High-speed volumetric imaging of neuronal activity in freely moving rodents

Our paper entitled “High-speed volumetric imaging of neuronal activity in freely moving rodents” has been published in Nature Methods.

We present a head-mounted miniaturized light-field microscope (MiniLFM) capable of capturing neuronal network activity within a volume of 700 × 600 × 360 µm at 16 Hz frame rate in the hippocampus of freely moving mice. We demonstrate that neurons as close as ~15 µm to each other and at depths up to 360 µm can be discriminated. MiniLFM is based on Light Field Microscopy (LFM), a 3D imaging technique that our group has established in a previous publication as a versatile neural recording technique, and the Seeded Iterative Demixing (SID) algorithm, which we presented recently, and which extends LFM into more strongly scattering tissue such as the mammalian cortex.

To understand the neuronal basis of complex and ethologically relevant behavior, fast, depth-penetrating volumetric imaging techniques are required that are compatible with free behavior and social interaction. Currently, volumetric Calcium (Ca2+) imaging techniques capable of extracting information from the mammalian or avian brain require head fixation.

We overcame the aforementioned limitations by combining the existing head-mounted miniature microscope (“Miniscope“) platform with Light Field Microscopy-based (LFM) detection and a computational strategy based on constrained matrix factorization (Seeded Iterative Demixing, “SID”). LFM allows capturing volumetric information in a single exposure of a 2D image sensor, while SID extends the reach of LFM into the scattering mammalian brain.

The head-mounted MiniLFM module incorporates only one additional optical element compared to the Miniscope platform, and is portable by an adult mouse, allowing it to move freely in an arena (Fig. 1).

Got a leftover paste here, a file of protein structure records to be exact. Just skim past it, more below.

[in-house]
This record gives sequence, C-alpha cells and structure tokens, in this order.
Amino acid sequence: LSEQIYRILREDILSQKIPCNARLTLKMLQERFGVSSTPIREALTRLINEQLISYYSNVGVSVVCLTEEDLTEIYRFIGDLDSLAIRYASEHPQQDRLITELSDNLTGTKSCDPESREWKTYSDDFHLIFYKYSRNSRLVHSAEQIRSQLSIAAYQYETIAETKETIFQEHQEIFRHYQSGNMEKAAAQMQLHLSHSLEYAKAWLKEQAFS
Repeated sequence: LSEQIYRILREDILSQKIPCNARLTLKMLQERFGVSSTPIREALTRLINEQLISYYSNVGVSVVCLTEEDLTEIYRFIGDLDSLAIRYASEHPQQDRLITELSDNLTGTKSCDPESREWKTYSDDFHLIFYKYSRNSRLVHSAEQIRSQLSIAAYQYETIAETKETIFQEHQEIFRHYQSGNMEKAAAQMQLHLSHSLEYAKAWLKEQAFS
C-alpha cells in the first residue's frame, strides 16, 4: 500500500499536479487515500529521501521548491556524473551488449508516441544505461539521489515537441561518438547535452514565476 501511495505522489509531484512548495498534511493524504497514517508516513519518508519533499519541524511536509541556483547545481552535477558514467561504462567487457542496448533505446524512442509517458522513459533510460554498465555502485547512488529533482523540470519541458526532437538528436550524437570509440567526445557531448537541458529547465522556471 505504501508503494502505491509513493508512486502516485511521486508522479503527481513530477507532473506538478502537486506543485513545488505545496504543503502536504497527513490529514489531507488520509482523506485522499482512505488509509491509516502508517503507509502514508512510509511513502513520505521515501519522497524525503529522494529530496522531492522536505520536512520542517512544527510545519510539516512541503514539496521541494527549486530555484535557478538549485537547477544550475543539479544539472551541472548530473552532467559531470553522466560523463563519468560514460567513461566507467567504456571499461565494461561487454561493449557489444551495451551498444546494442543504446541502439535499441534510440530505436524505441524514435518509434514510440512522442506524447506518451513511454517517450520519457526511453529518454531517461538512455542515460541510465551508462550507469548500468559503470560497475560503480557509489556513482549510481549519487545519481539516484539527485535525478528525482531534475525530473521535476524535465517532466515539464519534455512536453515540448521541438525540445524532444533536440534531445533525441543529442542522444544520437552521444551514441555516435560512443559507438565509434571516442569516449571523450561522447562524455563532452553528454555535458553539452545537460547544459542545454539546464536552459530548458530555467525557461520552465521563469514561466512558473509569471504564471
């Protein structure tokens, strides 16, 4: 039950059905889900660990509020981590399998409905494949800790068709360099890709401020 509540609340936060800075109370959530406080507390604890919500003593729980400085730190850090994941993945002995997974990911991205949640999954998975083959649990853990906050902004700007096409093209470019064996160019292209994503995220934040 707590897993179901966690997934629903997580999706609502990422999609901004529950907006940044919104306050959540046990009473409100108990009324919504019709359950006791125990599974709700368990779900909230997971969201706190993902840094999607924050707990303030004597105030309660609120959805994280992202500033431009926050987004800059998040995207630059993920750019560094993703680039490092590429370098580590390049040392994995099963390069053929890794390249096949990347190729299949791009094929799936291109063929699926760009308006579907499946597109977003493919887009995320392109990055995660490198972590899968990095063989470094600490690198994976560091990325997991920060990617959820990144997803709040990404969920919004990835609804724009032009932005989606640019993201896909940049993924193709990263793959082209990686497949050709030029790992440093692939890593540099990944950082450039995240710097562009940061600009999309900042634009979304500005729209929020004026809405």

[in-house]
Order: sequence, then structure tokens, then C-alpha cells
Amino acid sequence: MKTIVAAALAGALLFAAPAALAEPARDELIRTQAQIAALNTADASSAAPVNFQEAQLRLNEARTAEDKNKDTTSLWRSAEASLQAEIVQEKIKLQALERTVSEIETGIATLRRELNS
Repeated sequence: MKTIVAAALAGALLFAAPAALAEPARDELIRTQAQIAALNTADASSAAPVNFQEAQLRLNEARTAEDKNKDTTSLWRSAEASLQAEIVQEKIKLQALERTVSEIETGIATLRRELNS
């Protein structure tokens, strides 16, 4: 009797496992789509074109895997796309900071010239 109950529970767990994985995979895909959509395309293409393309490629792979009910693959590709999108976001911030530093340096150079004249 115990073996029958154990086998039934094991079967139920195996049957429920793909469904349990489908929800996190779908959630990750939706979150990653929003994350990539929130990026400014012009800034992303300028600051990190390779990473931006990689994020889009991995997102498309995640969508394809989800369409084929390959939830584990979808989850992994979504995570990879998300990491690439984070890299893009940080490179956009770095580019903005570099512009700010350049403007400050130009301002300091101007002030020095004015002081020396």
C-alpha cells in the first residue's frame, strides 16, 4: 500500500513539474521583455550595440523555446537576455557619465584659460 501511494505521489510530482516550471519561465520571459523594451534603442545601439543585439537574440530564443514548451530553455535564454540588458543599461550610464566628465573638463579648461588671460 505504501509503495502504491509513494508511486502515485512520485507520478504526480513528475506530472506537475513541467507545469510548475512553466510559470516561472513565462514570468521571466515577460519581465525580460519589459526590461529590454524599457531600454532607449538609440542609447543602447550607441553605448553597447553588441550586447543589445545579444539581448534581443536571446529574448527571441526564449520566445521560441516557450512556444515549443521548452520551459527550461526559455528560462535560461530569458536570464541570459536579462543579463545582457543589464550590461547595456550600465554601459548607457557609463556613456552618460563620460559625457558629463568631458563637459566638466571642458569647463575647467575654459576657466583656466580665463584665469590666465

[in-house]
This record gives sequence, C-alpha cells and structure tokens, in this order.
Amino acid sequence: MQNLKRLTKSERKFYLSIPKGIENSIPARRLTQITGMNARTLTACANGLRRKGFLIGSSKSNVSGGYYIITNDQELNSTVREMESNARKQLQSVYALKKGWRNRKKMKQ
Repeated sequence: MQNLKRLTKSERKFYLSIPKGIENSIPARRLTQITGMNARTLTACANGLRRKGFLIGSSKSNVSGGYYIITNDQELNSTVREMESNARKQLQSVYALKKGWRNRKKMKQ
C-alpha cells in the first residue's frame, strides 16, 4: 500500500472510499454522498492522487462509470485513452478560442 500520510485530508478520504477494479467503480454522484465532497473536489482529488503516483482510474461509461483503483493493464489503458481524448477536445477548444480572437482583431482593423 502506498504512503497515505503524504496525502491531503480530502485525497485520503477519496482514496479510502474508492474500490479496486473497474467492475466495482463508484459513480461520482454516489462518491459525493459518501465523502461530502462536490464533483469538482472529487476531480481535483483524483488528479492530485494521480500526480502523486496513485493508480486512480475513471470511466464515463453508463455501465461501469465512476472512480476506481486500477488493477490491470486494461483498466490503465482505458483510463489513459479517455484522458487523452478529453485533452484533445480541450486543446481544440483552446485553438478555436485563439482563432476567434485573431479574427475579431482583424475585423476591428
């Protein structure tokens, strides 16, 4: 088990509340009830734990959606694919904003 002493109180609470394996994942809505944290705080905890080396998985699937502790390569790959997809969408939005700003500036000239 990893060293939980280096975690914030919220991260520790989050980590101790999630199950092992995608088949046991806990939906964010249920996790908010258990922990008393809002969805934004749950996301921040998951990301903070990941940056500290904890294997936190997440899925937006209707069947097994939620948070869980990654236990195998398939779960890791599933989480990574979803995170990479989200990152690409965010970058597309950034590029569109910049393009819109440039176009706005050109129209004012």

Figure 1 | Head-mounted miniature Light Field Microscope (MiniLFM).

We verified the performance of our MiniLFM by recording spontaneous volumetric activity of hippocampal CA1 neurons in freely moving mice. While the raw MiniLFM frames appear blurred and do not allow the identification of individual neurons, the SID algorithm extracts neuronal positions and corresponding activity time series in the CA1 pyramidal and Stratum radiatum layers down to a depth of 360 µm (Fig. 2). Moreover, volumetric recording with our method reveals the shape of the pyramidal layer clearly through a 3D rendering of our recording volume (see video below).

Video 1 | Perspective rendering of neuron positions and Ca2+ activity during free movement, recorded using MiniLFM from mouse hippocampus CA1 and extracted using SID algorithm. Recording frame rate: 16 Hz. Real-time recording duration: 30 min. Playback speed: 10.7×. White dashed lines indicate field-of-view of MiniLFM with dimensions 800 × 800 × 400 µm. Neurons are rendered as spheres placed at their SID-extracted locations. Color indicates neuron brightness.

We identified temporal signals corresponding to the 807 active neurons in our 26-minute example recording (Fig. 2). We found the typical shapes of Ca2+ transients as observed by other methods to be reproduced faithfully, even for neurons at depths of ~360 µm. We were able to demonstrate good agreement between MiniLFM / SID data and the simultaneously recorded ground truth data (using a tabletop two-photon microscope).

Figure 2 | MiniLFM volumetric Ca2+ imaging to 360 µm depth in hippocampus of freely moving mouse.

Overall, our MiniLFM design – which combines LFM, SID and Miniscope technology – enables fast volumetric imaging at low photobleaching and phototoxicity in scattering tissue of freely moving animals. Our MiniLFM design establishes a simple and extensible platform that can be customized and adapted to other animals. Together with the computational efficiency and neuron discrimination capability of the SID algorithm, our approach offers a platform for population-level studies of neural information processing in freely behaving animals and opens the door to the analysis of the neuronal basis of social interaction.

Relevant publication:
Oliver Skocek, Tobias Nöbauer, Lukas Weilguny, Francisca Martínez Traub, Chuying Naomi Xia, Maxim I. Molodtsov, Abhinav Grama, Masahito Yamagata, Daniel Aharoni, David D. Cox, Peyman Golshani, and Alipasha Vaziri
High-speed volumetric imaging of neuronal activity in freely moving rodents
Nature Methods 15, 429–432 (2018).